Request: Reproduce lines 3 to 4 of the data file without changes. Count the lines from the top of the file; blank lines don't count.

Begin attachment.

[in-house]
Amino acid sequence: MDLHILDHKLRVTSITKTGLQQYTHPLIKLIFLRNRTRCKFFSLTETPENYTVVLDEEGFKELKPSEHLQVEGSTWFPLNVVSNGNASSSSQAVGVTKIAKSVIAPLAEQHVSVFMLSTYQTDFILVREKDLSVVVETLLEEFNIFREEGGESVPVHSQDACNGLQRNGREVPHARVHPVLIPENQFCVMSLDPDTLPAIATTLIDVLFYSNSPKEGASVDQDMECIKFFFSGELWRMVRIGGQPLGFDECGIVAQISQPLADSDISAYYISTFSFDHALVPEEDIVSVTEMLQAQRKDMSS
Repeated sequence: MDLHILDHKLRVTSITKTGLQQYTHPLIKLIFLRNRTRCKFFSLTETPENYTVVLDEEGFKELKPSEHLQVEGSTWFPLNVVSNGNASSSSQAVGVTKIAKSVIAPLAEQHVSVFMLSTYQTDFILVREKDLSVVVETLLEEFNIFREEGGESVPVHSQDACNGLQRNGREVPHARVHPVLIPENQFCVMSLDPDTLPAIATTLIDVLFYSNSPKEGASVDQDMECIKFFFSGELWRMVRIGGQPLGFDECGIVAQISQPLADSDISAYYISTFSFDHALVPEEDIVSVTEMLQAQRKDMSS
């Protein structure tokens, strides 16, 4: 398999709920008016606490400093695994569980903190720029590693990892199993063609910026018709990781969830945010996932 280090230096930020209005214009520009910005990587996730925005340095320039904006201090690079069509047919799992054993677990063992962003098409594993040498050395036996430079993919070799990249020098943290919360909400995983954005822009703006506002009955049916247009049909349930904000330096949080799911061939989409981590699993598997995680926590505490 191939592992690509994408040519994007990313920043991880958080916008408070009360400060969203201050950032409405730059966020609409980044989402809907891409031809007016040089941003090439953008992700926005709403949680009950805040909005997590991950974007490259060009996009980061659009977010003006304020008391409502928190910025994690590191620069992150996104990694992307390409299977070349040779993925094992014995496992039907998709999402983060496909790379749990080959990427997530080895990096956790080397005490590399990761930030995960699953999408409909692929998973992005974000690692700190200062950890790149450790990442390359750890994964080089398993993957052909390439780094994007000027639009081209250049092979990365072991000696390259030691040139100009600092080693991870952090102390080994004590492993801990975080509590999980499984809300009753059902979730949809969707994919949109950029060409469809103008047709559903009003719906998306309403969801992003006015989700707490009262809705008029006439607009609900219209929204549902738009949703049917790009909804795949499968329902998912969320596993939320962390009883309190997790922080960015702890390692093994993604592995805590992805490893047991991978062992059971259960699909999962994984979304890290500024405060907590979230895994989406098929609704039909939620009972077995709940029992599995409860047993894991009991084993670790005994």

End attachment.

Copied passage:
Repeated sequence: MDLHILDHKLRVTSITKTGLQQYTHPLIKLIFLRNRTRCKFFSLTETPENYTVVLDEEGFKELKPSEHLQVEGSTWFPLNVVSNGNASSSSQAVGVTKIAKSVIAPLAEQHVSVFMLSTYQTDFILVREKDLSVVVETLLEEFNIFREEGGESVPVHSQDACNGLQRNGREVPHARVHPVLIPENQFCVMSLDPDTLPAIATTLIDVLFYSNSPKEGASVDQDMECIKFFFSGELWRMVRIGGQPLGFDECGIVAQISQPLADSDISAYYISTFSFDHALVPEEDIVSVTEMLQAQRKDMSS
């Protein structure tokens, strides 16, 4: 398999709920008016606490400093695994569980903190720029590693990892199993063609910026018709990781969830945010996932 280090230096930020209005214009520009910005990587996730925005340095320039904006201090690079069509047919799992054993677990063992962003098409594993040498050395036996430079993919070799990249020098943290919360909400995983954005822009703006506002009955049916247009049909349930904000330096949080799911061939989409981590699993598997995680926590505490 191939592992690509994408040519994007990313920043991880958080916008408070009360400060969203201050950032409405730059966020609409980044989402809907891409031809007016040089941003090439953008992700926005709403949680009950805040909005997590991950974007490259060009996009980061659009977010003006304020008391409502928190910025994690590191620069992150996104990694992307390409299977070349040779993925094992014995496992039907998709999402983060496909790379749990080959990427997530080895990096956790080397005490590399990761930030995960699953999408409909692929998973992005974000690692700190200062950890790149450790990442390359750890994964080089398993993957052909390439780094994007000027639009081209250049092979990365072991000696390259030691040139100009600092080693991870952090102390080994004590492993801990975080509590999980499984809300009753059902979730949809969707994919949109950029060409469809103008047709559903009003719906998306309403969801992003006015989700707490009262809705008029006439607009609900219209929204549902738009949703049917790009909804795949499968329902998912969320596993939320962390009883309190997790922080960015702890390692093994993604592995805590992805490893047991991978062992059971259960699909999962994984979304890290500024405060907590979230895994989406098929609704039909939620009972077995709940029992599995409860047993894991009991084993670790005994």